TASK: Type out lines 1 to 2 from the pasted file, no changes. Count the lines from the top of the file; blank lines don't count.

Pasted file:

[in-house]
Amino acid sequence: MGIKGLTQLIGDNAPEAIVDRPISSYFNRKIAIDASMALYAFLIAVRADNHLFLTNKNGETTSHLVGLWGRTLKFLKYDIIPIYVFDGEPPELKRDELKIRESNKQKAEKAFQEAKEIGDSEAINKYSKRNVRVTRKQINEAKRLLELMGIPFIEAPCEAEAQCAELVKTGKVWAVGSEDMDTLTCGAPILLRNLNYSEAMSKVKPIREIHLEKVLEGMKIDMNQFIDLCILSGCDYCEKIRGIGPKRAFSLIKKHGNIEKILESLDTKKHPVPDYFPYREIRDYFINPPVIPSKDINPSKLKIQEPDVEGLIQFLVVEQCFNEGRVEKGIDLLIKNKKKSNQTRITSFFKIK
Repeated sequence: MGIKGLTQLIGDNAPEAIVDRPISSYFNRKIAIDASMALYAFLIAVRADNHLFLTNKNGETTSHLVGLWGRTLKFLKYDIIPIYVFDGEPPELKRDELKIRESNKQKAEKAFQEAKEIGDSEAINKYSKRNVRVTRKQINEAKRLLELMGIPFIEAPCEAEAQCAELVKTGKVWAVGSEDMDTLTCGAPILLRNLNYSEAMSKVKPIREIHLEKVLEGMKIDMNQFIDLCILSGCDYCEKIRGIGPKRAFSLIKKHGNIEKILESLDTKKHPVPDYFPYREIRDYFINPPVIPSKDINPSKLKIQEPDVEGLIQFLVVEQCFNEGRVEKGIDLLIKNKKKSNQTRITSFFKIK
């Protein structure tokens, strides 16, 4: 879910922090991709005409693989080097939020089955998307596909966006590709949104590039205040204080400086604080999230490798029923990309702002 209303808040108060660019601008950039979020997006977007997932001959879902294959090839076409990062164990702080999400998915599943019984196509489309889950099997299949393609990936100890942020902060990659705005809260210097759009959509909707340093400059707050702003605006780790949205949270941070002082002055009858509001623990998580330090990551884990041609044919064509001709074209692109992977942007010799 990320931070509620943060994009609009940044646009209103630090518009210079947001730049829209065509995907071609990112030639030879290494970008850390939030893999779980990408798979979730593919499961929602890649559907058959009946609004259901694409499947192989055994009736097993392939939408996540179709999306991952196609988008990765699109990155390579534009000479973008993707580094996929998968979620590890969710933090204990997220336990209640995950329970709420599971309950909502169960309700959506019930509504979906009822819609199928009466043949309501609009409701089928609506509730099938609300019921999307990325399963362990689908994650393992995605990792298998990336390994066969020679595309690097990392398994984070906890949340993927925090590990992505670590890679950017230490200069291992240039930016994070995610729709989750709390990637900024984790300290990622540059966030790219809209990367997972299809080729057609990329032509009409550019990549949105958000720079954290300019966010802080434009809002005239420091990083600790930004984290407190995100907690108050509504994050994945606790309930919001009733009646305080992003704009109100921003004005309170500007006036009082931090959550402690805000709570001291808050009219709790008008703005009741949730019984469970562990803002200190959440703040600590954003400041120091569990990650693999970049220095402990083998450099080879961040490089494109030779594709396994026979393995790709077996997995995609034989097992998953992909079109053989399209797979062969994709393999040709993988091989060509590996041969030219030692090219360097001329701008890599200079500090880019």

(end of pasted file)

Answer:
[in-house]
Amino acid sequence: MGIKGLTQLIGDNAPEAIVDRPISSYFNRKIAIDASMALYAFLIAVRADNHLFLTNKNGETTSHLVGLWGRTLKFLKYDIIPIYVFDGEPPELKRDELKIRESNKQKAEKAFQEAKEIGDSEAINKYSKRNVRVTRKQINEAKRLLELMGIPFIEAPCEAEAQCAELVKTGKVWAVGSEDMDTLTCGAPILLRNLNYSEAMSKVKPIREIHLEKVLEGMKIDMNQFIDLCILSGCDYCEKIRGIGPKRAFSLIKKHGNIEKILESLDTKKHPVPDYFPYREIRDYFINPPVIPSKDINPSKLKIQEPDVEGLIQFLVVEQCFNEGRVEKGIDLLIKNKKKSNQTRITSFFKIK